PCI Express, Continued
One thing became painfully clear at the recently held Intel Developer Forum, at which PCI Express was probably among the hottest topics on the agenda: PCI Express is going to be hard to sell to the consumers. Consequently, the biggest question was "How do I convince the consumer he/she needs this technology?" One could have almost gotten the impression that the experts assembled there were desperately searching for any argument in favor of PCI Express - at least for the graphics sector. Finally, the marketing experts singled out their new favorite killer application: real-time HDTV video editing. According to their (un)conventional wisdom, this is the application that will make consumers ditch their current motherboard and graphics card and trade them in for PCI Express components...
Why video editing, anyway? Simple, it can take advantage of the upstream bandwidth that PCI Express brings to the table. You can see the cogs turning in the marketing executives' heads as the argument falls into place: "If we can't find an application that can take advantage of the high data transfer rates towards the graphics cards, then let's find one that that benefits from all that upstream bandwidth!" Sheer genius, really. After all, upstream bandwidth can be quite limited on the AGP bus. Also, when it is used, it reduces the available downstream bandwidth (more on this later). This is where things get interesting.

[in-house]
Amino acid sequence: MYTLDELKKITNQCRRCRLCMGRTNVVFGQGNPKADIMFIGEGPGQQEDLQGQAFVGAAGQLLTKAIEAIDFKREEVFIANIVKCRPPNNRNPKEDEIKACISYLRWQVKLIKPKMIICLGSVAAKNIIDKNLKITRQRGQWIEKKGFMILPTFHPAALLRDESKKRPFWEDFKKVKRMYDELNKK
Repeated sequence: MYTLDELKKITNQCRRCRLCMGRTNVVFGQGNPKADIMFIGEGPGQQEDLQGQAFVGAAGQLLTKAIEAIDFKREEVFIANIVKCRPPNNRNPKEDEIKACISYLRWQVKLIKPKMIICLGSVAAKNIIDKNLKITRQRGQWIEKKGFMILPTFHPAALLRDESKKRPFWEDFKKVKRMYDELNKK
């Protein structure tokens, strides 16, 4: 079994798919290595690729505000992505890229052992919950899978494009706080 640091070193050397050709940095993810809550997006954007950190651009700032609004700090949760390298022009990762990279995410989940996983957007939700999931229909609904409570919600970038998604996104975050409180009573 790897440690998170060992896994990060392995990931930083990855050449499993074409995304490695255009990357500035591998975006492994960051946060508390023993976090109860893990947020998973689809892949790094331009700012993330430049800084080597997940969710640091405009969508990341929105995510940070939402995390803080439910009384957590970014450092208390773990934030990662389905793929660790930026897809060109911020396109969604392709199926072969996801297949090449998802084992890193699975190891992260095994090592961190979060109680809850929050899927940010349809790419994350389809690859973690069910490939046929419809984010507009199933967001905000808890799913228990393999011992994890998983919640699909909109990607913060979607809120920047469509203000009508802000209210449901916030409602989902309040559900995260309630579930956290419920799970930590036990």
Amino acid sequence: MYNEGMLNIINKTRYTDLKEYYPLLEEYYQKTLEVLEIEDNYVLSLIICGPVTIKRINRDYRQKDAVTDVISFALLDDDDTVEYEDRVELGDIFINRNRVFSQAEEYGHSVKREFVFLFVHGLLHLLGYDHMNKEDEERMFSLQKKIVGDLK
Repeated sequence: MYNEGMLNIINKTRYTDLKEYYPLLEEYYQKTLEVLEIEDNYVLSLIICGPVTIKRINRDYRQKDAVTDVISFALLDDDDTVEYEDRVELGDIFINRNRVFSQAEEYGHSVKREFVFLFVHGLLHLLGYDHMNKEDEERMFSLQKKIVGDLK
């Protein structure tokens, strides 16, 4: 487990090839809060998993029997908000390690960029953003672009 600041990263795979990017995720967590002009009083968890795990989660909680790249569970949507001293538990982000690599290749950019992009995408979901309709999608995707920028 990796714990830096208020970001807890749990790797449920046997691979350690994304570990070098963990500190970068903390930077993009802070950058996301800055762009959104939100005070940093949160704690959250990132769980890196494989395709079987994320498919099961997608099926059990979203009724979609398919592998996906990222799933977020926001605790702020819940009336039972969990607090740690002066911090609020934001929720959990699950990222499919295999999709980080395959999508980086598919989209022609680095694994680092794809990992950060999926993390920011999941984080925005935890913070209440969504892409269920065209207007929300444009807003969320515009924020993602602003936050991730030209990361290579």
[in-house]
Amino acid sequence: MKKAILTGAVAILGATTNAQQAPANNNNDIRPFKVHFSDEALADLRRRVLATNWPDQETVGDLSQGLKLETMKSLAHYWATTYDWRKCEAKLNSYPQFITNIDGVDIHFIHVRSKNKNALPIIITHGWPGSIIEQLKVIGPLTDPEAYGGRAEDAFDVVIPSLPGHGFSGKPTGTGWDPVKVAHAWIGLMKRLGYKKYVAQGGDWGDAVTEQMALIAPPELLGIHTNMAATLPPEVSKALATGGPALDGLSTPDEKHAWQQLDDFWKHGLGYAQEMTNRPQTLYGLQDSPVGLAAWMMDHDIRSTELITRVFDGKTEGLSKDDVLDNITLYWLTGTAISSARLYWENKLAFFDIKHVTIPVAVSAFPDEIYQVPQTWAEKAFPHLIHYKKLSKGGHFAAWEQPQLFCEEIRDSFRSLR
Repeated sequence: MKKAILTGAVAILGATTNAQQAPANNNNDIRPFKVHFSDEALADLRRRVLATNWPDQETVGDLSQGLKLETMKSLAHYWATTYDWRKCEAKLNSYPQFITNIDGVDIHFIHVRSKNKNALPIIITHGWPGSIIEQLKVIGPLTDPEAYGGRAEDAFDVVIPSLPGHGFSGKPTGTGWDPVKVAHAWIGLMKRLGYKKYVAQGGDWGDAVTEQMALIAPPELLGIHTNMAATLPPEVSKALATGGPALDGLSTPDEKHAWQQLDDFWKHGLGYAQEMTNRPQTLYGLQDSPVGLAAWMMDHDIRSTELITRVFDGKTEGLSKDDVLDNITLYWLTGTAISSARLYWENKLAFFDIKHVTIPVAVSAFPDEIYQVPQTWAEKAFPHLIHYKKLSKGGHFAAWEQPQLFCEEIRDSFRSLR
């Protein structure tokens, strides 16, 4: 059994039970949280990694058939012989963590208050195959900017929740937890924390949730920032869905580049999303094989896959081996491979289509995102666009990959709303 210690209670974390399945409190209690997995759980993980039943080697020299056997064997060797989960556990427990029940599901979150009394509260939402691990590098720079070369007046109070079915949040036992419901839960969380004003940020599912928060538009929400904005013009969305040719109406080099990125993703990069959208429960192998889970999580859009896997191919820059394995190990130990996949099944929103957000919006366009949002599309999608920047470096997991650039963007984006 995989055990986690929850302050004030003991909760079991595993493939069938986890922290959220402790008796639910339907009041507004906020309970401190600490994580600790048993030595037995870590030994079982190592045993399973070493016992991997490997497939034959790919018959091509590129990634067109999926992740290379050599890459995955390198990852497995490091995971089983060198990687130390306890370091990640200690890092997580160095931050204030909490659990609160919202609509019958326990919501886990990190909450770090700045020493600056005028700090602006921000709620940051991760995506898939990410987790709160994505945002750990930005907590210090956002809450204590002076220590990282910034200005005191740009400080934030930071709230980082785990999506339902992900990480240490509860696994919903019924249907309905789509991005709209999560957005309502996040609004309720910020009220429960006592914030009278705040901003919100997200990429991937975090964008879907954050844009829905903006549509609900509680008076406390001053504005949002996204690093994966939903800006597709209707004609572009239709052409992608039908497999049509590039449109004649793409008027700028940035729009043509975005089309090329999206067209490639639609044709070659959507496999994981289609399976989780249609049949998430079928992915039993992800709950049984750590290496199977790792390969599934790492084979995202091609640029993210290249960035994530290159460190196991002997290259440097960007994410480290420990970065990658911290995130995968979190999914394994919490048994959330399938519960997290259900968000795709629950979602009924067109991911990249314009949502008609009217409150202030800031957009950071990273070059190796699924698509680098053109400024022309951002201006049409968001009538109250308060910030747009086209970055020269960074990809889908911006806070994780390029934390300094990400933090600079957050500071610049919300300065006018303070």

Graphics chipmaker NVIDIA announced the first PCI Express capable graphics cards at IDF. Instead of developing a completely new line of chips, NVIDIA will simply use their existing family of AGP graphics chips on their first wave of PCI Express cards. These cards, called GeForce PCX, will interface with the PCI Express bus through a bridge chip, called the HSI (High Speed Interconnect). At first glimpse, it would seem that as a result, these chips wouldn't be able to take advantage of the new PCI Express features, since the AGP connection between the bridge and chip would continue to be the "bottleneck".
IDF presentation on video editing. This shows the bandwidth of UNCOMPRESSED HD video streams. It will be hard to find a hard disk that writes data at that speed...
ATi has chosen the other path, speaking out in favor of native PCI Express support from the beginning. A native implementation makes a lot of sense in the long term view. Now, however, NVIDIA's HSI chips seem like a clever strategy, even though ATi is doing its best to undermine it with the argument of upstream bandwidth HDTV video editing.